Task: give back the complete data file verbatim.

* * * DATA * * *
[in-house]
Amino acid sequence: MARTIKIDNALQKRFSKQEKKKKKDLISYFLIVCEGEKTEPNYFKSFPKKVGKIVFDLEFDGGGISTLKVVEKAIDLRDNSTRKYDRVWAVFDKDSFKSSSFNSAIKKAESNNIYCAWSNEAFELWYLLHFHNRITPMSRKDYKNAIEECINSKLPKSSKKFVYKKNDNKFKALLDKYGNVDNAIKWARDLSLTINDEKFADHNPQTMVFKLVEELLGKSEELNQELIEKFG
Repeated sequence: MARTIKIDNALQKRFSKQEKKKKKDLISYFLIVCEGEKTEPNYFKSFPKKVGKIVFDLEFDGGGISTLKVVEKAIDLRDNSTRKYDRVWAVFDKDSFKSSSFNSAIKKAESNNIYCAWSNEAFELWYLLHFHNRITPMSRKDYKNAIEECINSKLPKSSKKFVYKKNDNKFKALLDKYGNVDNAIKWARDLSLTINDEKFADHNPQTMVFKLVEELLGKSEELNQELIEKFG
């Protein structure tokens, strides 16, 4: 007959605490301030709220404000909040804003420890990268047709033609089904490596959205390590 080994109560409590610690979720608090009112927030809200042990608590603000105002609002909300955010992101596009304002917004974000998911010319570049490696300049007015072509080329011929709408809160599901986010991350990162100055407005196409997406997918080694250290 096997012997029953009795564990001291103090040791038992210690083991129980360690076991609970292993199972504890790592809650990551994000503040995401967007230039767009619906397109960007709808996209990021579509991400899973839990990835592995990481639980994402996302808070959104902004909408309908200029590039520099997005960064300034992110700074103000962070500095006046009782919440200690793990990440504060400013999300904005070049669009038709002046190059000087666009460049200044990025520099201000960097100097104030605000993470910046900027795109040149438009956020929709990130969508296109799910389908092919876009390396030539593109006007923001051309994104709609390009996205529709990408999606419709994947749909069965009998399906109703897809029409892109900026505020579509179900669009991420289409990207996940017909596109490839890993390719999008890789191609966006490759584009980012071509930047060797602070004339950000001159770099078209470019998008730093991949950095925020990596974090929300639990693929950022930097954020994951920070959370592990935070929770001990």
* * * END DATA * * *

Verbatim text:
[in-house]
Amino acid sequence: MARTIKIDNALQKRFSKQEKKKKKDLISYFLIVCEGEKTEPNYFKSFPKKVGKIVFDLEFDGGGISTLKVVEKAIDLRDNSTRKYDRVWAVFDKDSFKSSSFNSAIKKAESNNIYCAWSNEAFELWYLLHFHNRITPMSRKDYKNAIEECINSKLPKSSKKFVYKKNDNKFKALLDKYGNVDNAIKWARDLSLTINDEKFADHNPQTMVFKLVEELLGKSEELNQELIEKFG
Repeated sequence: MARTIKIDNALQKRFSKQEKKKKKDLISYFLIVCEGEKTEPNYFKSFPKKVGKIVFDLEFDGGGISTLKVVEKAIDLRDNSTRKYDRVWAVFDKDSFKSSSFNSAIKKAESNNIYCAWSNEAFELWYLLHFHNRITPMSRKDYKNAIEECINSKLPKSSKKFVYKKNDNKFKALLDKYGNVDNAIKWARDLSLTINDEKFADHNPQTMVFKLVEELLGKSEELNQELIEKFG
């Protein structure tokens, strides 16, 4: 007959605490301030709220404000909040804003420890990268047709033609089904490596959205390590 080994109560409590610690979720608090009112927030809200042990608590603000105002609002909300955010992101596009304002917004974000998911010319570049490696300049007015072509080329011929709408809160599901986010991350990162100055407005196409997406997918080694250290 096997012997029953009795564990001291103090040791038992210690083991129980360690076991609970292993199972504890790592809650990551994000503040995401967007230039767009619906397109960007709808996209990021579509991400899973839990990835592995990481639980994402996302808070959104902004909408309908200029590039520099997005960064300034992110700074103000962070500095006046009782919440200690793990990440504060400013999300904005070049669009038709002046190059000087666009460049200044990025520099201000960097100097104030605000993470910046900027795109040149438009956020929709990130969508296109799910389908092919876009390396030539593109006007923001051309994104709609390009996205529709990408999606419709994947749909069965009998399906109703897809029409892109900026505020579509179900669009991420289409990207996940017909596109490839890993390719999008890789191609966006490759584009980012071509930047060797602070004339950000001159770099078209470019998008730093991949950095925020990596974090929300639990693929950022930097954020994951920070959370592990935070929770001990």